I would like to say from the outset that I still think that a PCV at $300 with a Fuel Moto map is the best bargain in tuners today, and its capabilities are very suitable for most riders. That said, letís look at the PV.

Here are some videos on installing PV:

Here are some notes on PV installation and a few ideas on how Iíve eliminated some of the irritating qualities of my bikeís operation. First, the installation, which is very straightforward and generally well-documented in the Getting Started guide: Install WinPV on your computer, connect the PV to the computer via supplied USB cable, install the drivers pointing to either the CD or Power Vision hard-drive folder, and run the PV Update Client in your Start Menu. The last item will search for both software and PV updates, listing the installed and current versions. This is more convenient than doing it all manually. Slick!

The next step is to install the PV to the bike with the supplied cable that attaches to the bikeís J1850 port. This is located under the right side-cover on my í07 but I believe is on the left side for later models. I ran the cable under the tank by raising it, and the 6í cable was just long enough to attach the PV to the right handlebar clamp. You donít need to have the PV mounted at all times, but is only necessary to flash tunes to the ECU or view the display console. More about that later. I have it mounted with a Techmount bracket, also from Fuel Moto, that attaches to my right (or left) handlebar control clamp, and one is also available to clamp to the handlebar itself. The first works fine and although it appears to partially block the right speaker I donít notice any reduction in sound quality or volume. Disclaimer: My ears arenít great, so this may not be a credible endorsement and YMMV.

The first thing to do after installing the PV is to turn the ignition on (motor off) and run the initial setup procedure, outlined well in the Getting Started instructions, which includes saving the stock tune. I pulled the headlight fuse to relieve the battery during this process, which takes a few minutes, but at minimum I would switch to low-beam (lower current draw). Start this critical step by touching Vehicle Tools > Save Stock. Going further requires that the PV and bike become married, and unlike human society there is no live-in arrangement or divorce possible between the two in the future. Once the PV and bike are married you can only flash tunes on that bike, although some functions of the PV are possible on other bikes, like datalogging, gauge display, etc. Next is to load a copy of the stock tune to the custom tune list, which once done can then be edited as a .PVT filetype. The original stock tune is saved to a .STK file format and cannot be edited. I also saved a copy to the Custom Tunes section as an editable .PVT file and I placed in slot 6 so there is less danger of accidentally selecting it. Once it is loaded as a .PVT you can compare other custom tunes to it using the Compare Tunes feature in WinPV. With this feature when you drag your cursor over a setting that is different it will show a small window with both values. This is a valuable tool that was present with the PCIII but curiously omitted in the PCV software.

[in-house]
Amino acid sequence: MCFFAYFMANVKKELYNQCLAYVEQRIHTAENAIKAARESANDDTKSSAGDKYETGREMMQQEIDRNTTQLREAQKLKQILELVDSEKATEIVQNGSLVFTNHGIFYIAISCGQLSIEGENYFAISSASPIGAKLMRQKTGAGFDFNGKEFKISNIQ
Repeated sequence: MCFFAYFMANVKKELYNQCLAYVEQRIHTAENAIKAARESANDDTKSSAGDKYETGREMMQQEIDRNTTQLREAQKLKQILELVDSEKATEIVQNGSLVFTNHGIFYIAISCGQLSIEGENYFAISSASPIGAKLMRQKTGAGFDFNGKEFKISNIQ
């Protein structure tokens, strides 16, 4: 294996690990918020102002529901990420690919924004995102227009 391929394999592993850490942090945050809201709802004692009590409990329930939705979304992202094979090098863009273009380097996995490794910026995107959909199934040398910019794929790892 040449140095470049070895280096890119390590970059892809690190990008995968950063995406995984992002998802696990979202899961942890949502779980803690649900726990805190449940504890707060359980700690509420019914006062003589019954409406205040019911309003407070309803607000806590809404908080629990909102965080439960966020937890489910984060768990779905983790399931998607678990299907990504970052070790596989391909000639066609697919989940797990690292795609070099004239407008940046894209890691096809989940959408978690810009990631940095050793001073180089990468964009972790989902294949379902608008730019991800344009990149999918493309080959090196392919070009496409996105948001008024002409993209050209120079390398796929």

It is important that you make sure you have the stock tune saved, preferably on at least two digital media. I keep copies of all tunes both stock and custom on the PV, the netbook, two separate drives on the desktop, and an external hard-driveóthatís five backups. I do this for all my critical files, so the PV isnít unique in this respect.